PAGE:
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Palm Coast Tuesday, Feb. 5, 2019 6 months ago

Plan for 233 new multifamily units in Town Center gets initial approval from City Council

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A total of 83 of the units will be age restricted.
by: Jonathan Simmons News Editor

A total of 233 new multifamily units will be constructed in Town Center next to Epic Theatres. Of those, 83 will be age restricted. 

Some will be workforce housing. 

"This really will kickstart our downtown. I think it will add a lot of value, and I think it will incentivize further growth."

MILISSA HOLLAND, Palm Coast mayor

“We know, anecdotally, that there’s a tremendous need for those opportunities within Palm Coast,” Ida Meehan, a senior planner with the city, told the City Council at its meeting Feb. 5 before the council voted unanimously to approve a master site plan for the development.

City Councilman Jack Howell said he wanted to make it clear to the public that “affordable housing” and “workforce housing” do not refer to HUD programs like Section 8. 

“Workforce housing is for the new police officer, the new fireman, the young professional who’s getting their start,” he said. 

Interim City Manager Beau Falgout told the City Council during the meeting that the property is already zoned for multifamily residential use. 

Proposed apartment complexes have drawn opposition from nearby residents in the past. But this one, which has no single family homes nearby, drew no opposing speakers at the meeting. 

"This is a good start; we need to keep going. If we don’t have housing, we will not get companies to come to our city and invest in our city."

— MIKE COCCHIOLA, Palm Coast resident

Developer Atlantic Housing Partners also built the Brookhaven community and Palm Coast Landings.

The Town Center development will be placed on a 27-acre site, but only nine of those acres will be used for construction, according to city staff members. The rest is conservation land.

The apartment complex will include a clubhouse and a dog park, Meehan said.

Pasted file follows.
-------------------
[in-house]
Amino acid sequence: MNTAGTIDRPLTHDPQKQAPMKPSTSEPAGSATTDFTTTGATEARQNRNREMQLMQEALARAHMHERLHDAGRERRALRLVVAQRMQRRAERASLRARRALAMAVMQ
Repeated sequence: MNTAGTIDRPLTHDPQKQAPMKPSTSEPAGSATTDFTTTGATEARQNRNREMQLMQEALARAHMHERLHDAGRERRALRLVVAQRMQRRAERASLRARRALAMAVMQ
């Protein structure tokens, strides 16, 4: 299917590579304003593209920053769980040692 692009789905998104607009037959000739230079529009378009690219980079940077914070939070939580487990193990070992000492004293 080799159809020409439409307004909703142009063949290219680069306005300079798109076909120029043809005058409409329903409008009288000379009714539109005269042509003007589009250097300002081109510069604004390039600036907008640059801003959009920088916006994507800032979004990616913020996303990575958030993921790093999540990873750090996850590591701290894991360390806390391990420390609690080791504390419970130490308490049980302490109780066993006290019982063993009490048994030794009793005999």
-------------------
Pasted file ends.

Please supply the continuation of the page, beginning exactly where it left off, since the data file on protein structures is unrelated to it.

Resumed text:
Although the development has various sections, “It’s presented as one integrated development,” Meehan said. “It has maintained an overall architectural theme.” 

The location is “where the DRI and the master planned development encourages the most intense development within Town Center,” Meehan said.

Entrances and exits to the new development, she said, will be through two existing driveways on Central Avenue.

Howell asked if the development, which will include a four-story buildings, will have elevators, and whether it will have on-site maintenance staff.  

Marc Gauthier, representing Atlantic Housing, said that it will.

“The big thing is the maintenance of these facilities, so that they don’t get run down,” Howell said. “You’re right on the target; I’m glad to hear that.”

Atlantic Housing Partners’ Scott Culp said the development will include some homes reserved for tenants making less than the median income, while others will be market rate. Workforce housing, he said, is transformative for families, freeing up money that they can use to afford other things.

Resident Mike Cocchiola said he was in favor of the new development. 

“This is a good start; we need to keep going,” he said. “If we don’t have housing, we will not get companies to come to our city and invest in our city.”

The next step in the process will include approval of a development order and a technical site plan.

“This really will kickstart our downtown,” Mayor Milissa Holland said. “I think it will add a lot of value, and I think it will incentivize further growth.”

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